As a leader, we need to engage with our team members and ask what we can do to remove obstacles for them so that they can do their work well.
As a team member, we have to ensure that we look at the areas that motivate us and identify where we have some gaps and what we can do to “show up”. We have a responsibility to be engaged too.
One of my favorite TEDx Talks by Jocko Willink is his talk on Extreme Ownership.
6. Jim Collins
“Great vision without great people is irrelevant.”
What comes to mind whenever I hear or read this quote from Jim Collins book, Good to Great, is: it’s not just about our team members. It is also about those we engage with from other walks of life, like our chosen business partners, friends, mentors and fellow leaders.
I am on a mission to surround myself with people who I can learn from, add value to who I am, and are genuinely interested in my success. And then I make damn sure I am able to offer them the same.
Great people around me are what gives me energy when I am running low. They are the ones that tell you the truth even if it is tough to hear. They support you, no matter what. While I am typing this I can’t help but think that, to ensure we can keep these great people around us, we have a responsibility to be disciplined (as per Jocko’s sharing) to stand up, show up and work through things, and not just complain about it
For more, watch Jim Collins’ keynote about how being great is a matter of choice and discipline.
7. Jon Gordon
“It is the culture you create that is going to determine whether your players perform and execute.”
Every time I am in one of our weekly huddles and I know I didn’t execute on a specific task I set for myself with my own deadline, I cringe…. and it happened this morning!
If I am not able to get to all my stuff how can I keep my team accountable?
This is a hard reality to confront as leaders.
We are also allowed to forget things and have too much on our plate, and can simply re-prioritise tasks. Yes, it means something has to move to the following week, and that’s okay.
The thing here is for me to acknowledge it, speak directly to it and not try to “cover it up”. For me it is about ensuring that our team has a culture of execution with flexibility when needed and not one of blaming and justifying.
The talk ‘The secrets that drive us to greater success’ by Jon Gordon is a must watch if you’re interested in grit.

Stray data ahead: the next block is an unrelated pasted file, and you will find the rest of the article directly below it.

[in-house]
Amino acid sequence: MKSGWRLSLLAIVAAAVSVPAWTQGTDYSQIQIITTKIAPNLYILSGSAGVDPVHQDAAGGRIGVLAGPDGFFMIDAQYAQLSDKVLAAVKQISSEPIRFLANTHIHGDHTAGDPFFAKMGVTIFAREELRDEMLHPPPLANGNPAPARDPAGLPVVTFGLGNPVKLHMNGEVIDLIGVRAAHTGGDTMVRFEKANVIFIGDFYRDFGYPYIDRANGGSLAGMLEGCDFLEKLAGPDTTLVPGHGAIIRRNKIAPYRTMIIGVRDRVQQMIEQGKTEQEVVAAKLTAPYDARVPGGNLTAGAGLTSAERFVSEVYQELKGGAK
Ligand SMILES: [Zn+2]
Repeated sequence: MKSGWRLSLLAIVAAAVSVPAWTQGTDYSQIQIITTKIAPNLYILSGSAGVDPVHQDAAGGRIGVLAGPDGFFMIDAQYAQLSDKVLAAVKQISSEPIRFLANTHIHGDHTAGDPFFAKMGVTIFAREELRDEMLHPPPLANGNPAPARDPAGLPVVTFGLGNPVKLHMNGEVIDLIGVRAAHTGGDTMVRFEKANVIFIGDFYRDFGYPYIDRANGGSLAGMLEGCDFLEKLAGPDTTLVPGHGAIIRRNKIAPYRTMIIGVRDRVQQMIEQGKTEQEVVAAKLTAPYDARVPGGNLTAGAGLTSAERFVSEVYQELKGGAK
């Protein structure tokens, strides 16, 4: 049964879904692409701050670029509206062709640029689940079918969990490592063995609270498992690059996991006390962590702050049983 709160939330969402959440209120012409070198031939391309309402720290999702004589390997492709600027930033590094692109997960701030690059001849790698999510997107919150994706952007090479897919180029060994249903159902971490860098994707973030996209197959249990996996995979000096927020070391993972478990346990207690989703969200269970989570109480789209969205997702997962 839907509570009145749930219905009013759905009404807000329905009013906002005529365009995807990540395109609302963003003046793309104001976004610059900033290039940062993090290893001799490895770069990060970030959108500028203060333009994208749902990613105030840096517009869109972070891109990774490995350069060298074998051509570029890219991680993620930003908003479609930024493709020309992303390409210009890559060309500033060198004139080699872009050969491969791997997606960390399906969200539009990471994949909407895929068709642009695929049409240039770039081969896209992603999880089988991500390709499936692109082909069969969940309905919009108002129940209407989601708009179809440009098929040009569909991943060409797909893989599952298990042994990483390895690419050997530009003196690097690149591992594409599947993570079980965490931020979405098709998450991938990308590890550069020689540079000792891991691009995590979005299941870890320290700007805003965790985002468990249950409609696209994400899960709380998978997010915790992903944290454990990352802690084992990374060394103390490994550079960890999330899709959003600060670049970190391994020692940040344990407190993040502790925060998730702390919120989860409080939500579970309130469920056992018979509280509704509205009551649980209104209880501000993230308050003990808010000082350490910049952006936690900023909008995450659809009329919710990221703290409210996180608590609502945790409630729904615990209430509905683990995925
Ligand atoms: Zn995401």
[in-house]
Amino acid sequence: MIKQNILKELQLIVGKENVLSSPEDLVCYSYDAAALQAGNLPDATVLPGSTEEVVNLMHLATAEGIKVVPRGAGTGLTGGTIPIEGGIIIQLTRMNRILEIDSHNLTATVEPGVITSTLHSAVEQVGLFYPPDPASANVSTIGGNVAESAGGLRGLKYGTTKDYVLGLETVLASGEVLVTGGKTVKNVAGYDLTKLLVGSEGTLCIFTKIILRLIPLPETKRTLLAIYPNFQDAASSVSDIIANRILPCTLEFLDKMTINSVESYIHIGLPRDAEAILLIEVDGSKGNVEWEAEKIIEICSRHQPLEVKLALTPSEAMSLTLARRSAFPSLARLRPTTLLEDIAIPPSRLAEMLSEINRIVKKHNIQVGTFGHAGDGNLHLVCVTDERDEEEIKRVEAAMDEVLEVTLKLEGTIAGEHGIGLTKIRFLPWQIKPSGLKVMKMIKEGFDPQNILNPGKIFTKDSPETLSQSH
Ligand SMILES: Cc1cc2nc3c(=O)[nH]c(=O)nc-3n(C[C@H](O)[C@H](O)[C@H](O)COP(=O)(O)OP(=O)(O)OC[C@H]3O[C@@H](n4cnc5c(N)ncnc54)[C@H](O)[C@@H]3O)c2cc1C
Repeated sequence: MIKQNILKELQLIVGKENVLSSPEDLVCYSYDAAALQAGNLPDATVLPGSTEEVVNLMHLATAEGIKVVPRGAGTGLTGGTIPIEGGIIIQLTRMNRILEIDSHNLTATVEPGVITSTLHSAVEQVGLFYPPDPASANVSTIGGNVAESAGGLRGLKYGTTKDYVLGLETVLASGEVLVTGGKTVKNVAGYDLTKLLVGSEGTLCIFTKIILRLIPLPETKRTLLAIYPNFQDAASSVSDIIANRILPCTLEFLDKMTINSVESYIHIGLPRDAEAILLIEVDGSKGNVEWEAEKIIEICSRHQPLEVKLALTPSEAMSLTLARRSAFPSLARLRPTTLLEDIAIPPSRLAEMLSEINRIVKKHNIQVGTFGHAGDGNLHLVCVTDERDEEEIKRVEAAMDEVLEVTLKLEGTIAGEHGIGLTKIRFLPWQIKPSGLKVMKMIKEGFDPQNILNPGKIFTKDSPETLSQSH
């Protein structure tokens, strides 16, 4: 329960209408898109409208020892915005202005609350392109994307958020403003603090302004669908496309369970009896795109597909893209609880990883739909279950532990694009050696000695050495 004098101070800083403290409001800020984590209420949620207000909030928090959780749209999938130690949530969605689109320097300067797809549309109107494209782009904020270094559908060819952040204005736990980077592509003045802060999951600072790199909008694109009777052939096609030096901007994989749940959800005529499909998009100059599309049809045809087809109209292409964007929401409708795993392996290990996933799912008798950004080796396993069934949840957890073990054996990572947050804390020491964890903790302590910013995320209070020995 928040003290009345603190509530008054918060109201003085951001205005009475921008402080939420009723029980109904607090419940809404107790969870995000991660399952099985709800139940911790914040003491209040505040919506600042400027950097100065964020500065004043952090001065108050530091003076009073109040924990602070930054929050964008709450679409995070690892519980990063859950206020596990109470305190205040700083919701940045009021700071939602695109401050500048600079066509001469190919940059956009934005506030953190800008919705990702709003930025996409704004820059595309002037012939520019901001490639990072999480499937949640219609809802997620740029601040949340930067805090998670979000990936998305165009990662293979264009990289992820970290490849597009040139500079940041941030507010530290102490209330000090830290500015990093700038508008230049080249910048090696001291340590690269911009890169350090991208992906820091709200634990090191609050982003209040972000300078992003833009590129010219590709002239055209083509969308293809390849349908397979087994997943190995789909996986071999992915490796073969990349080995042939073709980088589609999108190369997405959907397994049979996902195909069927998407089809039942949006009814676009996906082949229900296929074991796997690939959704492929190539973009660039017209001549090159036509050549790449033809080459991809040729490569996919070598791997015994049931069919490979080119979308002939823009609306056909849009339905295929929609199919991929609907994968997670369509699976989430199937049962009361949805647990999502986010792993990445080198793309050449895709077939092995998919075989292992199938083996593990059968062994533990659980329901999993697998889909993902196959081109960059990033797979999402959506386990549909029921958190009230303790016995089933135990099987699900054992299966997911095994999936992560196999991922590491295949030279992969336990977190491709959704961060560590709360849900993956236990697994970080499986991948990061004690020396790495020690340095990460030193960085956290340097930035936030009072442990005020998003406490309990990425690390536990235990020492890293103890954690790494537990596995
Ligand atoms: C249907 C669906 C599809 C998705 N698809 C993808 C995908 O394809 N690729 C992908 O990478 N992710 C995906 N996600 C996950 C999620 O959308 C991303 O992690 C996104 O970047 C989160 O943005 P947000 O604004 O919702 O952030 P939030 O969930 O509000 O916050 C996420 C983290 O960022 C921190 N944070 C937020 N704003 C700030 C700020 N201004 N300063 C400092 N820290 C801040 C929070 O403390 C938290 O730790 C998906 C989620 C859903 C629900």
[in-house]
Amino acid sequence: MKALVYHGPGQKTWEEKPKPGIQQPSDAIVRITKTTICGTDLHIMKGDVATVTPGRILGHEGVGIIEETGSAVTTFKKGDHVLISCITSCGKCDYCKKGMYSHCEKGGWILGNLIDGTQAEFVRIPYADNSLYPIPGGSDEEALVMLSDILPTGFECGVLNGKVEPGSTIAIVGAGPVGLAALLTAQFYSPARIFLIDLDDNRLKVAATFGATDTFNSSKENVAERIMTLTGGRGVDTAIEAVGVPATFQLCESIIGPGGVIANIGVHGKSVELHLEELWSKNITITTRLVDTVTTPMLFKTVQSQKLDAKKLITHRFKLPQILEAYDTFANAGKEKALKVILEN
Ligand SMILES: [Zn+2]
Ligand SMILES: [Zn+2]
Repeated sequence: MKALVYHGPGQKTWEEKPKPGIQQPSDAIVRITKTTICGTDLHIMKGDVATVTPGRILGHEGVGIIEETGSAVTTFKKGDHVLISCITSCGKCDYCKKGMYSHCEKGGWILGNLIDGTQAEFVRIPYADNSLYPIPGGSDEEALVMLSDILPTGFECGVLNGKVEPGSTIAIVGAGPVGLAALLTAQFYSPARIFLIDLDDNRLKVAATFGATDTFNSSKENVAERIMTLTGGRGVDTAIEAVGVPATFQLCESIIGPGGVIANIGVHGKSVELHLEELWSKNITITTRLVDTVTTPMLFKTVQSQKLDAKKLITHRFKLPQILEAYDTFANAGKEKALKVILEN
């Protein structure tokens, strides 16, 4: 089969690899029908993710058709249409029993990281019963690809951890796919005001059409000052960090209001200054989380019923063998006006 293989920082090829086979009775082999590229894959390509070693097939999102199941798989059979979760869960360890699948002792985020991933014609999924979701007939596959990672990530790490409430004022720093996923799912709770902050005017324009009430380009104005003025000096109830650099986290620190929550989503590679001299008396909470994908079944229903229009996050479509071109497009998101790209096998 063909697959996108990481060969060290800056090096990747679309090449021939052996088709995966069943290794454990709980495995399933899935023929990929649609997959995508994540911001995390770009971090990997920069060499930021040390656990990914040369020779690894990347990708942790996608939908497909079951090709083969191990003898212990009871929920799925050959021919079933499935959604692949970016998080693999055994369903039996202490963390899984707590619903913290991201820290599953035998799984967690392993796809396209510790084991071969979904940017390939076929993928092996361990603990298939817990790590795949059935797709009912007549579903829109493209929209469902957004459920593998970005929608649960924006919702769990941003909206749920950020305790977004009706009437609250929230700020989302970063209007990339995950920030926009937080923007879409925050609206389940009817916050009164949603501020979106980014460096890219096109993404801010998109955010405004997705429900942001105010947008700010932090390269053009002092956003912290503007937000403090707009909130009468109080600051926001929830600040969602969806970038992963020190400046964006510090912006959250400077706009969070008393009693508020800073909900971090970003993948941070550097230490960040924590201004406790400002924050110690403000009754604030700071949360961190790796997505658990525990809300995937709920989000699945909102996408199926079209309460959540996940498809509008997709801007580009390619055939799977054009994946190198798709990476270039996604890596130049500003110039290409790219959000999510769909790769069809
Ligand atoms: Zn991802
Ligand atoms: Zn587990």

8. Malcolm Gladwell
“We have, as human beings, a storytelling problem. We’re a bit too quick to come up with explanations for things we don’t really have an explanation for.”
When we work with teams we often speak about trust elements, one of which is Credibility or ‘the words you speak’. When assessing whether or now you are credible, someone might ask:
- Can I believe what you are saying?
- Can I see that you have done your research?
But they may also question if you’re able to lean into the discomfort of admitting when you are uncertain or don’t know something.
This has been a great development area for me and it is such a release to no longer feel as if I have to know everything or pretend to know everything. Rather, I’m striving to empower my team to actually show up and bring their expert knowledge to the table.
Keep your ego in check and move away from wanting to know everything.
If you’d like to explore more about capitalising on your team’s potential, watch Malcom Gladwells’ talk Outliers: Why Some People Succeed and Others Don’t.
9. Sheryl Sandberg
“Leadership is about making others better as a result of your presence and making sure that impact lasts in your absence.”
A very good friend of mine once said to me: “My sole purpose is to ensure I develop my kids so they can be the best versions of themselves.”
At the time we were chatting about being parents of multiples, but the same thought can be applied to leadership.
This is exactly how I see leadership and Sheryl Sandberg’s quote speaks to that too.
How can we empower our team members to be the best versions of themselves? How do we remove obstacles so our teams can get on with what they need to do, and develop them with skills that they can carry with them for the rest of their lives and future careers, even if it is not with you?
How we interact is important, and Shery Sanberg’s talk on The Importance of Authentic Communication is filled with great insight around team development.
10. A Quote from me, Heléne Smuts 🙂
Knowledge isn’t power, action is.
For me, the process of leadership or personal development isn’t going to change behaviour.
When I think about the work we do at Credo Growth and how much our clients change from development training and coaching, it is clear that knowledge alone cannot help you.
You can read all the books in the world and attend all the courses, but if you don’t implement the learnings, how do all those ideas and tips actually help?
Our aim as leadership coaches is to support our clients to implement the learnings from the work they do with Credo Growth so that there is behaviour change in their businesses, and so that people work better together to create high performance cultures.
Watch this short speaker reel to get a feel for what we do at Credo Growth, and how I engage with topics around leadership.
If you’re curious to find out how we weave the learnings of predominant thought leaders into the Ditch Mediocrity leadership programme, then head over to our online learning portal. You’ll find a collection of resources and courses about effective communication, ego states, transactional analysis and, well, everything leadership.